•Flower from mid to late autumn when few other perennials flower.
• Fill a large space in the garden.
• Many of the best new varieties available here have been bred in New Zealand by our own expert, Dr Keith Hammett.
•Deciduous, so the foliage dies away completely over winter and returns afresh.
• Easy to grow in good conditions which don’t get too dry over summer.
You do need space for these late autumn beauties and they will be badly affected by heavy frosts.
But if you have a suitable position, they are an easy-care delight. These two varieties are both from the breeder, Keith Hammett and alas we no longer have the names. The big, floppy pastel lilac is so pretty against our shed and I thought at first I was looking at a clematis from afar (it is about 2 metres tall). The golden orange sunburst bloom (love the slightly twisted petals) is a little more compact (a little shy of two metres) and has delighted us for a number of years, planted as it is by the mandarin tree whose fruit are colouring to match.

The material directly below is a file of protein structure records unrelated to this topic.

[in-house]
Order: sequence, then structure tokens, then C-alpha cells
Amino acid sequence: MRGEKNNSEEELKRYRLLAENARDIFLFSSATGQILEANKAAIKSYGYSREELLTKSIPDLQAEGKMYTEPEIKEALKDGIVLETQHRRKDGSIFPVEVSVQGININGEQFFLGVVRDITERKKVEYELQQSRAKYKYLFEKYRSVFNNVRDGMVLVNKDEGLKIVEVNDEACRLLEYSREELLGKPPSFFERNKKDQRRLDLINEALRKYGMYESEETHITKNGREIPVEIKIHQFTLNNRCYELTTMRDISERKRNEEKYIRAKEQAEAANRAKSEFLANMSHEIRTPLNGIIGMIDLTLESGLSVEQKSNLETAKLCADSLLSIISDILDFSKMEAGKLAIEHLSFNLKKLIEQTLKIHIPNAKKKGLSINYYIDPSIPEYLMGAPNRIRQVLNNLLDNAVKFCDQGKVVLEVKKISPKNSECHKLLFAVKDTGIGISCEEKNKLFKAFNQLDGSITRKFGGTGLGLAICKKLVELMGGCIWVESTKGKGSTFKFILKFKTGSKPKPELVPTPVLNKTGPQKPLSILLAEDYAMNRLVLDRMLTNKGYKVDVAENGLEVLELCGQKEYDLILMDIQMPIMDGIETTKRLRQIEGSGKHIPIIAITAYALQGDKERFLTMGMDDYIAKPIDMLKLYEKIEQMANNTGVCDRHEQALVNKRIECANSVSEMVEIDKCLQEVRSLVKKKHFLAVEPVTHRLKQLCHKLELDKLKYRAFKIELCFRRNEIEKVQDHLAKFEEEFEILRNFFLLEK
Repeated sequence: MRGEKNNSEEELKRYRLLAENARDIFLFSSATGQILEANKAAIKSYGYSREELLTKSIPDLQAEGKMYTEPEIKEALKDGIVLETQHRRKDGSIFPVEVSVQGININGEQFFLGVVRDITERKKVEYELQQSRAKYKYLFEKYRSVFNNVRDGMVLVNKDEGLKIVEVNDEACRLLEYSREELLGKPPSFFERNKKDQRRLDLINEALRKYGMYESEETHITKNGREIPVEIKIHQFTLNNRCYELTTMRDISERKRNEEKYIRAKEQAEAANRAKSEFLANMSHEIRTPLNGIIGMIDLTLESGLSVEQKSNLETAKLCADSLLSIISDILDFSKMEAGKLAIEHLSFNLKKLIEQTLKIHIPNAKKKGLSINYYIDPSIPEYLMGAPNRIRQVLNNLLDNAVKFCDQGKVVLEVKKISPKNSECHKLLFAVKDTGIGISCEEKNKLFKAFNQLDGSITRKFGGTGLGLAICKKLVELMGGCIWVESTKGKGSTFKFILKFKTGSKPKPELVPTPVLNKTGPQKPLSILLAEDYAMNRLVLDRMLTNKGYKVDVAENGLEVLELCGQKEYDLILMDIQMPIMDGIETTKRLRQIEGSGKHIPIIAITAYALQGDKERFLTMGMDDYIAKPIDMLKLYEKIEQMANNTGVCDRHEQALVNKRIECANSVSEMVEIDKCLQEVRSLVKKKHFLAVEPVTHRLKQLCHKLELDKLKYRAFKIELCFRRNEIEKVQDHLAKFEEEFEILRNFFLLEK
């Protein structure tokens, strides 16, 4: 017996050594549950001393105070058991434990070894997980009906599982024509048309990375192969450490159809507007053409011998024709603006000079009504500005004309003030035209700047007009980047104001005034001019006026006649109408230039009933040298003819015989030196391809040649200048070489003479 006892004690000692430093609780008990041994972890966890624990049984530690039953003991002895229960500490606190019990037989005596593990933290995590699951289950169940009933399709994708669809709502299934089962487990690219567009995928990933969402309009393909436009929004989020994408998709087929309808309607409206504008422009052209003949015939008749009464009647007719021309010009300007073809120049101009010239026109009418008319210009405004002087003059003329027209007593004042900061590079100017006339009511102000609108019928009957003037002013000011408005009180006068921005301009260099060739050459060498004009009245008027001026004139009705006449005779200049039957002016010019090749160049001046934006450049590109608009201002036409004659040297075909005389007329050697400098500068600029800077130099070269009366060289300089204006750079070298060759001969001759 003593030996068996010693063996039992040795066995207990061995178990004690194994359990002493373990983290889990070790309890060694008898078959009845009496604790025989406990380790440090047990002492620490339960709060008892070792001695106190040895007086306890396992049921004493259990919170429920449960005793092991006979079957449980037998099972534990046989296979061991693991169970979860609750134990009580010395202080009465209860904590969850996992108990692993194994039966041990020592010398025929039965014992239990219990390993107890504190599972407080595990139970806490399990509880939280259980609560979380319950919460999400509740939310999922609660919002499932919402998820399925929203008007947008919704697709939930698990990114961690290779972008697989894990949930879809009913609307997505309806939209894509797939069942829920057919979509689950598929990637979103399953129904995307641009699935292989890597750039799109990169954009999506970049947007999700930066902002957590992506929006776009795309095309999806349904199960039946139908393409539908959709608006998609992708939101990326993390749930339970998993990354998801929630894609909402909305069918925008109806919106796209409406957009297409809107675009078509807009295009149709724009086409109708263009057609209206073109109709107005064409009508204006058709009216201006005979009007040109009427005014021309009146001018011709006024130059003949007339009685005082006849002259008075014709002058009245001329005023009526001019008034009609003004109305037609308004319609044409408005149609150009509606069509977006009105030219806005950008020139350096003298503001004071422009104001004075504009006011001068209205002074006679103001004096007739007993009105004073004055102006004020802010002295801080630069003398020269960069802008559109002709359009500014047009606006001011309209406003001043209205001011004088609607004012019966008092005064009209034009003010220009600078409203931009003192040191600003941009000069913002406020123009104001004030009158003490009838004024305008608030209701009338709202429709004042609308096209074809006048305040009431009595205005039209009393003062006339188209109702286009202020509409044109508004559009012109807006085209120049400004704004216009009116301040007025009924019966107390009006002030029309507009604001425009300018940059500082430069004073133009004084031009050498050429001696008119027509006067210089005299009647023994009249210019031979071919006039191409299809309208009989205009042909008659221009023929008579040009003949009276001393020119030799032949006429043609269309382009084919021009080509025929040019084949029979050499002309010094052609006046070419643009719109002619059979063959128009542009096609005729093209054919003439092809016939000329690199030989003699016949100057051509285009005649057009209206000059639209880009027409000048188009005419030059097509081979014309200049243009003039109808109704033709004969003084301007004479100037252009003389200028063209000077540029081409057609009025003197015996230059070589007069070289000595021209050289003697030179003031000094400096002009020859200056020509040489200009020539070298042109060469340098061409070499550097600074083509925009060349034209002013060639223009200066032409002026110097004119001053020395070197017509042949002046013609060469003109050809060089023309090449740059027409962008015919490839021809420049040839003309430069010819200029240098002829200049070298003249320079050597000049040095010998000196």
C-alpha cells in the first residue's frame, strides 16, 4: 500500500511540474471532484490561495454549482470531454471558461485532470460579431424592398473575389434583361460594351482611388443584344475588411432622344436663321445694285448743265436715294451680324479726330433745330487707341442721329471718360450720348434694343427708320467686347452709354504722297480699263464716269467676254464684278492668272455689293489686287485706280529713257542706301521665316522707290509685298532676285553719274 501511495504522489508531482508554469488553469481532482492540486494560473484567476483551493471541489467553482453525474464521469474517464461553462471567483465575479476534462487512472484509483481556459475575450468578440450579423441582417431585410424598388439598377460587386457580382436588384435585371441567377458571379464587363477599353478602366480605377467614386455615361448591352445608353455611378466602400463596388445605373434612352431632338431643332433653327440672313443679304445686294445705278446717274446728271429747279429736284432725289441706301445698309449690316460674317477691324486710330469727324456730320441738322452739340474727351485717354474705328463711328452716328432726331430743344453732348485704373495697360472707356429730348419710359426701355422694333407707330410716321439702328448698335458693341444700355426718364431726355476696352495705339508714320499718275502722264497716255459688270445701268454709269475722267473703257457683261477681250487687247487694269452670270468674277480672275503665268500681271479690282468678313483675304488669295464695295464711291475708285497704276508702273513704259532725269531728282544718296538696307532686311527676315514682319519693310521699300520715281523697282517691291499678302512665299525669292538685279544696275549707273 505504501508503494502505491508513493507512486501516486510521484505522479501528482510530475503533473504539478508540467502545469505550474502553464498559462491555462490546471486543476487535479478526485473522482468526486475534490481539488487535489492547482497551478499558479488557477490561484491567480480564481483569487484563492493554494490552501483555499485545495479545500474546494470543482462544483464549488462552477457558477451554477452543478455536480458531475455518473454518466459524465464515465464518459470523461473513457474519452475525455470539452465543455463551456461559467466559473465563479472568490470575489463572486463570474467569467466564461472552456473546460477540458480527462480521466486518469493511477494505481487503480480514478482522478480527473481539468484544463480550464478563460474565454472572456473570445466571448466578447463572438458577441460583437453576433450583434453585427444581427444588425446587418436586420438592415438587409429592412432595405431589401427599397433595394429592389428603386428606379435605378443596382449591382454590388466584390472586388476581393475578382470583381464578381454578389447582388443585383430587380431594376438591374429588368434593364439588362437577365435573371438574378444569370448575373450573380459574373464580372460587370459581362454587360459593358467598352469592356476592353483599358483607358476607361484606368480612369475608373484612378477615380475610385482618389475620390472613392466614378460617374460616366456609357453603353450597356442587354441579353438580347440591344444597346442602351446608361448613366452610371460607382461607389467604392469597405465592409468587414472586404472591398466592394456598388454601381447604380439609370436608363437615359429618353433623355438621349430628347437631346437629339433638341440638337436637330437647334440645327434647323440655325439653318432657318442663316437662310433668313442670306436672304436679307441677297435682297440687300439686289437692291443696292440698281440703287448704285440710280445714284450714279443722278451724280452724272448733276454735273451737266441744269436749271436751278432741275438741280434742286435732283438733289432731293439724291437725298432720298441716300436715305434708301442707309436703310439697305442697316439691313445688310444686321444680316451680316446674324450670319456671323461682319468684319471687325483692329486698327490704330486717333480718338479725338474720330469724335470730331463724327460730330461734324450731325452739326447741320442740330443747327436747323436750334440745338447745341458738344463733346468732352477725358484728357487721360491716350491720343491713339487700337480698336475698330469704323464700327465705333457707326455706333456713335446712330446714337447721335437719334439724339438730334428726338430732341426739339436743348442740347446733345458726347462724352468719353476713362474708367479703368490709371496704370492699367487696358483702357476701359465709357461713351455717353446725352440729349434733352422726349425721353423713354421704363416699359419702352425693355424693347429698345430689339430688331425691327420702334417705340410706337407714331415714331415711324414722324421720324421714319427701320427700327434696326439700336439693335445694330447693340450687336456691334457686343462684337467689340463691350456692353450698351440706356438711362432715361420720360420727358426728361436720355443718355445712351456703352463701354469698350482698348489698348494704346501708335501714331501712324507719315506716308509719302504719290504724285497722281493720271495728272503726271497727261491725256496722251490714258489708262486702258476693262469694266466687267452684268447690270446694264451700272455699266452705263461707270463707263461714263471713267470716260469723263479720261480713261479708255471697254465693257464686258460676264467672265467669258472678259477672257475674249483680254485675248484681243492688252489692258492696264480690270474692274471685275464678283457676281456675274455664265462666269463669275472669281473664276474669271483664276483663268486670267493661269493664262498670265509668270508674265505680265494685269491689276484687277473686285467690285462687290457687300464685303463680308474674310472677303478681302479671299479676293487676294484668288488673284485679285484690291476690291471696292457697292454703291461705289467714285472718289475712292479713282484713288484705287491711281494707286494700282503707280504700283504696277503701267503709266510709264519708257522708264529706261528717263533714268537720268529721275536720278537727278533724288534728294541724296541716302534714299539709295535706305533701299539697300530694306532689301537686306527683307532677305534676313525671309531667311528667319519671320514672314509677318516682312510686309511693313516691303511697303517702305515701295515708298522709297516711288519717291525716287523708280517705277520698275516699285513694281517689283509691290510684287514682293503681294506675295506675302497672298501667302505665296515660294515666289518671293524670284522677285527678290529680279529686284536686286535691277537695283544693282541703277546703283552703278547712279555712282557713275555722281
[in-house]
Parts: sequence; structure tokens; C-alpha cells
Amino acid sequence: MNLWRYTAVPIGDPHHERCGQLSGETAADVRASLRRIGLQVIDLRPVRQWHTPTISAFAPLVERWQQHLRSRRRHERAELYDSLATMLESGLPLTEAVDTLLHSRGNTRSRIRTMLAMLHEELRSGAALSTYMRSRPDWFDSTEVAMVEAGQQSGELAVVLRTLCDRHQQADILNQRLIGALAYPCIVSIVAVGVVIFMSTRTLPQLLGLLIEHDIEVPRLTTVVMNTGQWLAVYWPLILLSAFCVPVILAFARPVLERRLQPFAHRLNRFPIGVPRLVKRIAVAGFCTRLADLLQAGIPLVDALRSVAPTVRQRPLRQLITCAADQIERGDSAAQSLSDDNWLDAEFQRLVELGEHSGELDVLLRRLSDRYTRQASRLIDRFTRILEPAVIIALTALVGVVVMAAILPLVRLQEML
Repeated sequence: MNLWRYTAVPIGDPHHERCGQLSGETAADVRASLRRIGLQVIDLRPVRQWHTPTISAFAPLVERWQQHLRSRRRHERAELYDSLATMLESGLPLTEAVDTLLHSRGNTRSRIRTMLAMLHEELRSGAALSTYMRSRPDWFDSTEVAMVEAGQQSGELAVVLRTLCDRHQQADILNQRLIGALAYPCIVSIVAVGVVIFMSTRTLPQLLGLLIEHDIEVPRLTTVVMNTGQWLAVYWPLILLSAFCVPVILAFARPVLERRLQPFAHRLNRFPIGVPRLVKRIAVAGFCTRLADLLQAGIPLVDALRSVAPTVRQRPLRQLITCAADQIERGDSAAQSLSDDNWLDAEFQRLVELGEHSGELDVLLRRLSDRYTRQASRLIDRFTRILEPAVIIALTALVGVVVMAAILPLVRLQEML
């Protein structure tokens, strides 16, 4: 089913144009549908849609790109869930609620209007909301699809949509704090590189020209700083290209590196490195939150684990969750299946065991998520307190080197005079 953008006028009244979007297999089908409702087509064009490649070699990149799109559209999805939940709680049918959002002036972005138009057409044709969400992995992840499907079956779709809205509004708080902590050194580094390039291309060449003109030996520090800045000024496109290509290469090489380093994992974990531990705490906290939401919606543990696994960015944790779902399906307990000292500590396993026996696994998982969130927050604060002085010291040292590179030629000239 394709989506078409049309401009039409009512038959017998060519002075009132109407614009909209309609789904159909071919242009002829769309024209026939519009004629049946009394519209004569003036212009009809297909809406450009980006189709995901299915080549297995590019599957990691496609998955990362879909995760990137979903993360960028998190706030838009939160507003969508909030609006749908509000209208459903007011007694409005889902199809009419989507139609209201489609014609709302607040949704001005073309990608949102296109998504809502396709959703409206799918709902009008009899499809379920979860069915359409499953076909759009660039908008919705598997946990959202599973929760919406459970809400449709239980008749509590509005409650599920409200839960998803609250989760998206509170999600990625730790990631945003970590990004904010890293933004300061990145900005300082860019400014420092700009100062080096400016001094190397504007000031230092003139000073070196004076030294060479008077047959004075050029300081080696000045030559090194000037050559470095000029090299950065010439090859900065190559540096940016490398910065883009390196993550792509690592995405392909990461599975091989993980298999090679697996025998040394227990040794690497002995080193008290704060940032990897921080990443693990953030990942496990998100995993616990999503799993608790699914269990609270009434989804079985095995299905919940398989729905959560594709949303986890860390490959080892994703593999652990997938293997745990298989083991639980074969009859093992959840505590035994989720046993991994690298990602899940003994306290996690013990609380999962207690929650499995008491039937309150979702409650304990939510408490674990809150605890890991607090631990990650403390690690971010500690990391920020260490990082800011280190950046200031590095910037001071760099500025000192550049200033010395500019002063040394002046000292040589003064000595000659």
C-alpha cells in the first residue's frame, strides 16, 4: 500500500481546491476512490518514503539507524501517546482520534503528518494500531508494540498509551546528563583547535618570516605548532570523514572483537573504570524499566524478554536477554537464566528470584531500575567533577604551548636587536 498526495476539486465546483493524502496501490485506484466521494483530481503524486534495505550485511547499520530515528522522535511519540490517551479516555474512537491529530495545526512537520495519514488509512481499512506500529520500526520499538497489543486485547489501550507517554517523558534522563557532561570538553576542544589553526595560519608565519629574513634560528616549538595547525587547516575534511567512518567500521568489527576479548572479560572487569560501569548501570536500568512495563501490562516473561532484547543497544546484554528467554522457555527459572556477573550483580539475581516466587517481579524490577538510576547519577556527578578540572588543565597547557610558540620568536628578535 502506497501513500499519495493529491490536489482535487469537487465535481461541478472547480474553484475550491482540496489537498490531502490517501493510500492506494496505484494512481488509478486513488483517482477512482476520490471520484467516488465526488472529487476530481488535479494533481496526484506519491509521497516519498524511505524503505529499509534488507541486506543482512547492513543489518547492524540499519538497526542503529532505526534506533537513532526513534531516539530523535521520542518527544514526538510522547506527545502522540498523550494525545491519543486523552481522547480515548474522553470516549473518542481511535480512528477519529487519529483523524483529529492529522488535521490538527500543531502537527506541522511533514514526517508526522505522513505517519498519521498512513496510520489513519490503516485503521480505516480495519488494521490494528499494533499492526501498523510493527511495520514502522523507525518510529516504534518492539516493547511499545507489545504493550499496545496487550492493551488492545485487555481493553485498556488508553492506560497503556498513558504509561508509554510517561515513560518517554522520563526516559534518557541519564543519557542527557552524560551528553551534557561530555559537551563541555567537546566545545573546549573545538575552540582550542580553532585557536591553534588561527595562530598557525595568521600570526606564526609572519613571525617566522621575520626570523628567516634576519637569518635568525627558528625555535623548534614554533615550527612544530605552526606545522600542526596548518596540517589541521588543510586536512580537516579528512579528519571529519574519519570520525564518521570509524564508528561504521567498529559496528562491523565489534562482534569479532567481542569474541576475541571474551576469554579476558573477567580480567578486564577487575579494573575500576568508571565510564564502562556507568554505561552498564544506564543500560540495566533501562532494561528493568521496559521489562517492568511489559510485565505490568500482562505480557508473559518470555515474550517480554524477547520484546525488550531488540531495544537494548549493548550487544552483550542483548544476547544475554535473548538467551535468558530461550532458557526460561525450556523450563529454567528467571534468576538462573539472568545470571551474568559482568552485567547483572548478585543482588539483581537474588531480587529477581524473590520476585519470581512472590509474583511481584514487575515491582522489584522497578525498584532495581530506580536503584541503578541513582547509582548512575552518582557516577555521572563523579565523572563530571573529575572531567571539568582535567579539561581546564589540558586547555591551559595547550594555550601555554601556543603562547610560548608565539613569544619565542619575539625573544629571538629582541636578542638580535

They are not called tree dahlias because they grow up like a tree but rather because they grow much larger than the usual type of perennial dahlias. In windy conditions they need a bit of support – some of ours we fence in with heavy duty bamboo cross bars. Otherwise, they are like any other dahlia with typical hollow stems and dahlia leaves, growing in a large clump from tubers below ground. Most tree dahlias come from D. imperialis which is native to Columbia and Guatemala which explains why they are not keen on cold and frosty conditions.